Marc Quinn’s blood portrait

Each portrait is made with 10 pints of the artist’s blood. Quinn says he will continue to make a new version every five years

Each portrait is made with 10 pints of the artist’s blood. Quinn says he will continue to make a new version every five years

The National Portrait Gallery (NPG) is hoping to buy Marc Quinn’s Self, a frozen sculpture of the artist’s head, made out of his own blood. Quinn produces a new version every five years. The most recent, dating from 2006, is being offered to the NPG by the artist’s gallery White Cube for £350,000. Its open market value is said to be over £1m.


First show of Arab contemporary art in Israeli musem

The L.A. Mayer Museum for Islamic Art in Jerusalem, which is supported by a Jewish endowment fund, run by Jewish staff, and located in a Jewish neighbourhood, is showing work by 13 Arab artists—the first group exhibition of local Arab works in an Israeli museum. The show is also the first contemporary art exhibition in an Israeli museum organised by an Arab curator.

The museum was founded in 1974 with an endowment from the late English philanthropist Vera Frances Bryce Salomons and named after a Jewish professor of Middle Eastern art and architecture she had admired at Hebrew University. Until now it has primarily exhibited antiquities and ethnographic works.

“Arab artists live in the state here with us, and their neighbours should know them; know who they are and what occupies them in their work,” says the museum director, Rachel Hasson. “I hope it will be the first of more shows.”

Ms Hasson invited artist Farid Abu Shakra from Northern Israel to be guest curator. He selected Arab Muslim, Christian, Bedouin and Druze artists to show work addressing a range of subjects from women’s rights to superstition.

The theme of correspondence is a reflection on the Arab artist in dialogue with diverse cultures: within Arab society, the art world, and in the Jewish Israeli world. “It is unusually fun to have each foot in another culture,” says Abu Shakra. “I’m an Arab artist and a citizen of Israel. But I’m not ‘Israeli’.”

Farid Abu Shakra is the brother of Said Abu Shakra, founder of the Umm El Fahim Gallery, a commercial space in Umm el Fahim, an Arab city in northern Israel. Said is working to build Israel’s first Arab contemporary art museum .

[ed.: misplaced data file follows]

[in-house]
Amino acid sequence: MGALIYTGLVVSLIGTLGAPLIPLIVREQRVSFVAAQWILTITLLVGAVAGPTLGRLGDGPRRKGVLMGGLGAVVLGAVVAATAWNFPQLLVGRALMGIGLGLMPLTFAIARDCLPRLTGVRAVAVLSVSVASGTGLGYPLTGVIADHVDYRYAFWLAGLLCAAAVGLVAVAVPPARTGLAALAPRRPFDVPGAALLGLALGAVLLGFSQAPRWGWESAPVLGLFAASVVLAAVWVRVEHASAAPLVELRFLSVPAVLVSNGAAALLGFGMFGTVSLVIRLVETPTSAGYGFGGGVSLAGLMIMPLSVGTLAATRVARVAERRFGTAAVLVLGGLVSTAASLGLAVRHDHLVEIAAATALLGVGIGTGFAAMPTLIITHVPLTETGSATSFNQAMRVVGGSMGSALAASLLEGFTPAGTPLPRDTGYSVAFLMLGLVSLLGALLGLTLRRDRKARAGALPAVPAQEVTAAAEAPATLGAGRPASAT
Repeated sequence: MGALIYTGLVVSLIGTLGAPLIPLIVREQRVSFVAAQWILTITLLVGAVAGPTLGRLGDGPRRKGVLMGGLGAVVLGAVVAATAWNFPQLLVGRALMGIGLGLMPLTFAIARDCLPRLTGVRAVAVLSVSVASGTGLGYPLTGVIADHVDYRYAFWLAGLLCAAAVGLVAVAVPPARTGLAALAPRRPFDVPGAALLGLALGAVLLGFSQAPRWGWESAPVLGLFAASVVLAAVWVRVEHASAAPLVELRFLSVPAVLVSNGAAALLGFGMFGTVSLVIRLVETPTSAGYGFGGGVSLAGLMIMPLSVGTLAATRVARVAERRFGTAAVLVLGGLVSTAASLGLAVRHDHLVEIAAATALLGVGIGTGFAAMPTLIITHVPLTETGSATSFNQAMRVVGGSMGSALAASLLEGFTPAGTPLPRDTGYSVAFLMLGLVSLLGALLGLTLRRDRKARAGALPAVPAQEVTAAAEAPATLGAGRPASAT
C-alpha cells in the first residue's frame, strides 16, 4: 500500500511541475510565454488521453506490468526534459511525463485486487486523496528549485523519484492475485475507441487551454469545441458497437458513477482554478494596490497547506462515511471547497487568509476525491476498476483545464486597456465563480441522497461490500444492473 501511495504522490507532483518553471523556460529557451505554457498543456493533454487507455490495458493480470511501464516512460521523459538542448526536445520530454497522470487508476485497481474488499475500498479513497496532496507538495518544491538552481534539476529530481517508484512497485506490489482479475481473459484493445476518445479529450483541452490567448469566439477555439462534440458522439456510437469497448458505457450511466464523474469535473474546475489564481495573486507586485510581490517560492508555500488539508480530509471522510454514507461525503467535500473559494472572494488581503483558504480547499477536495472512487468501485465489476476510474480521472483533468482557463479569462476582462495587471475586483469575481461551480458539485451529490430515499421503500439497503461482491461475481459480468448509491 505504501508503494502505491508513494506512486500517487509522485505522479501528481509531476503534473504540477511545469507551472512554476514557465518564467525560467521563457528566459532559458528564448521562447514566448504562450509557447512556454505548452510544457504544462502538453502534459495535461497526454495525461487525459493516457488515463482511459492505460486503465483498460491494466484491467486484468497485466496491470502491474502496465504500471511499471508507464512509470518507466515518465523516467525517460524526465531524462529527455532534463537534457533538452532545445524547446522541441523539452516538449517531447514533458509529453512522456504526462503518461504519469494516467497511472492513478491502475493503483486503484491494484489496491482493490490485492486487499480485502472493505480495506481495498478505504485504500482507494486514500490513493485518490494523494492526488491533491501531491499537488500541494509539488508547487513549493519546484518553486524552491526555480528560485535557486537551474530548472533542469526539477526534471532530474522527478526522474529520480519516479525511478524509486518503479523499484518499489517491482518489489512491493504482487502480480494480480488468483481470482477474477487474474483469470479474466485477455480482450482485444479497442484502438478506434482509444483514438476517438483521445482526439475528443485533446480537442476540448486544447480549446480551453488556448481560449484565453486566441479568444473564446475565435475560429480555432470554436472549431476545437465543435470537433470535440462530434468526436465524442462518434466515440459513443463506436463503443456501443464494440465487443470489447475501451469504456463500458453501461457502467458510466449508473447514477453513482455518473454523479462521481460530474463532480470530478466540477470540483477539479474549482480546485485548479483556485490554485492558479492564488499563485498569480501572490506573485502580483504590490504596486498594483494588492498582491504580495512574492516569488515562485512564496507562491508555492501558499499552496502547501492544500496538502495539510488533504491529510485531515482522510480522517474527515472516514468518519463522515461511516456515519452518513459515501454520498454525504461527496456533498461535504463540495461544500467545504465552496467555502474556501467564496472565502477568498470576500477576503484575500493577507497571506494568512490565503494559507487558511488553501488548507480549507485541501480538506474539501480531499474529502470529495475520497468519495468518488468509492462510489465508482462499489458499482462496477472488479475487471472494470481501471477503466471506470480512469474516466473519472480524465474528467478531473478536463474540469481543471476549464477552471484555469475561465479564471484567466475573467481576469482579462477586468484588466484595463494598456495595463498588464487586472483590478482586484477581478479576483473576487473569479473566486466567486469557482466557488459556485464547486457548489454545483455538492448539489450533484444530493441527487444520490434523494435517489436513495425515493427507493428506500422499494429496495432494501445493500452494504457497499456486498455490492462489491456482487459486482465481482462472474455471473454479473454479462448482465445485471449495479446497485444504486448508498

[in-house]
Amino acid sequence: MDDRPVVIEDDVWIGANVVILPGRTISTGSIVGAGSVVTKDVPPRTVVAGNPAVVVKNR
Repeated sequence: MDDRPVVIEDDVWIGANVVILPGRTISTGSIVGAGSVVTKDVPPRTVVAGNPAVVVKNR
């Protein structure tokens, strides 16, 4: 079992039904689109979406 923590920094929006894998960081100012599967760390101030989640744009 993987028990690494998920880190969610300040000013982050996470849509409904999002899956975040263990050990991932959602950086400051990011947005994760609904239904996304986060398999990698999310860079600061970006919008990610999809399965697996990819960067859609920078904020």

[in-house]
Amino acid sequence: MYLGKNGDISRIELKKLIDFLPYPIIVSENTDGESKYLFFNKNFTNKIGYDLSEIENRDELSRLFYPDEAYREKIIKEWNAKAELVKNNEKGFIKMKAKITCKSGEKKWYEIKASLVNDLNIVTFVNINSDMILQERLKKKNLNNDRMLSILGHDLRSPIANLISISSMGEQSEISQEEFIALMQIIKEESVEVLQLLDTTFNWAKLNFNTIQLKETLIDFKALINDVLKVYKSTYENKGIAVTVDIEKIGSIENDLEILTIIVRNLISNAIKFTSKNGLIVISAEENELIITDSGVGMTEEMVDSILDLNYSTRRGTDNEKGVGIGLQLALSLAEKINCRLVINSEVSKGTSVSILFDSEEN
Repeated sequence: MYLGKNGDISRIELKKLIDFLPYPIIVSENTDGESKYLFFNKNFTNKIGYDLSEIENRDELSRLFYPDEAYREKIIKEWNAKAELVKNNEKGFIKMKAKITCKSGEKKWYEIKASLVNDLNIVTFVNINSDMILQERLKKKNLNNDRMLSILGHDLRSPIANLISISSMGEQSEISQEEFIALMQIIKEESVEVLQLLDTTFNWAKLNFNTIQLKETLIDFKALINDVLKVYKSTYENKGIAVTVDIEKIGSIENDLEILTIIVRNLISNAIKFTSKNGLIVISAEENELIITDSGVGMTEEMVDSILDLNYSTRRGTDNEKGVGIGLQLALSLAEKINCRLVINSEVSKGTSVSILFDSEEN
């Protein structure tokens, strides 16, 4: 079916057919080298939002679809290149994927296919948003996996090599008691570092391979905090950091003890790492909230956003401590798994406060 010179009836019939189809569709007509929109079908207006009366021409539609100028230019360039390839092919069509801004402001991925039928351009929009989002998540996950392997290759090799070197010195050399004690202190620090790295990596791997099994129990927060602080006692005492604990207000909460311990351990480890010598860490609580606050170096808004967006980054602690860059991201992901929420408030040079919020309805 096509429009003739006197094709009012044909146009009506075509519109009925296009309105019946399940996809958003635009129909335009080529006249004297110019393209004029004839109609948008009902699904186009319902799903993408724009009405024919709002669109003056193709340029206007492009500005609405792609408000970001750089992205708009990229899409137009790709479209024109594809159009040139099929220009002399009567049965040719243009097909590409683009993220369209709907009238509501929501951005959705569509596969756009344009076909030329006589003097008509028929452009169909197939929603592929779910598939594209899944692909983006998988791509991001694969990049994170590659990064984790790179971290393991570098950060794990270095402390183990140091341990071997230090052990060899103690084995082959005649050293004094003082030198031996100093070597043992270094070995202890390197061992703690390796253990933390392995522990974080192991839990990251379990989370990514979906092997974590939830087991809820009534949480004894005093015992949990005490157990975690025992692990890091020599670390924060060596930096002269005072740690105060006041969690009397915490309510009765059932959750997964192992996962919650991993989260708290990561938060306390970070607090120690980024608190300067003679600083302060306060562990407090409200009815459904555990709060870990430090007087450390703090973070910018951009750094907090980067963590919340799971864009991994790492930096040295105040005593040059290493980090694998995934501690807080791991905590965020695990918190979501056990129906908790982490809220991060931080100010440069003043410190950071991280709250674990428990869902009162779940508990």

Farid has distanced himself from this scheme to pursue his own projects. “There are not many doors open to local Arab artists; there are no galleries in [Israel’s] Arab sector,” he says.

Jerusalem also has an Islamic antiquities museum run by the Islamic Waqf (religious endowment), and a satellite antiquities museum of the Israel Museum—the Rocke­feller Mus­eum—headed by Arab curator Fariz Ibrahim. There is only one functioning Arab (Palestinian) modern art gallery in east Jerusalem, but it identifies itself as Palestinian, not Israeli.

Funds for Arab arts projects in Israel can prove difficult to find. The Israeli-run Museum for Islamic Art has had trouble raising money from Jewish, Muslim or Arab communities. “For Arabs,” said Rachel Hasson, “we are not Arab enough and for Jews, we are not Jewish enough.”
From The Art Newspaper

Awesome Exhibitions at The Tate Modern

I have just become aware of these two exhibitions in London, mainly because I don’t visit that often.  I know that if I had checked it out earlier I would have been commuting to see these rather than go to work.  I would rather do that and probably be a lot happier but there you go.

Cy Twombly

Tate Modern presents a major exhibition of works by Cy Twombly, one of the most highly regarded painters working today and a foremost figure among the generation of American artists that includes Jasper Johns, Robert Rauschenberg and Andy Warhol. Twombly rose to prominence through a distinctive style characterised by scribbles and vibrantly daubed paint. This is his first solo retrospective in fifteen years, and provides an overview of his work from the 1950s to now.

Twombly emerged as a painter at the height of Abstract Expressionism, then in 1957 he left America for Italy, where he drew inspiration from European literature and classical culture. At the heart of the exhibition is Twombly’s work exploring the cycles associated with seasons, nature and the passing of time. Several key groups are brought together for the first time, such as Tate’s Four Seasons 1993–4 with those from the Museum of Modern Art, New York. The exhibition also explores how Twombly is influenced by antiquity, myth and the Mediterranean, for example the violent red swirls in the Bacchus 2005 paintings which bring to mind the drunken god of wine.

Mark Rothko

26 September – 1st February 2009

Mark Rothko Mural for End Wall (Untitled) [Seagram Mural] 1959 National Gallery of Art, Washington Gift of the Mark Rothko Foundation Inc.

Mark Rothko Mural for End Wall (Untitled) [Seagram Mural] 1959 National Gallery of Art, Washington Gift of the Mark Rothko Foundation Inc.

This exhibition provides a unique opportunity to see the full range of Twombly’s long and influential career from a fresh perspective.

Tate Modern presents an exhibition by one of the world’s most famous and best-loved artists, Mark Rothko. This is the first significant exhibition of his work to be held in the UK for over 20 years.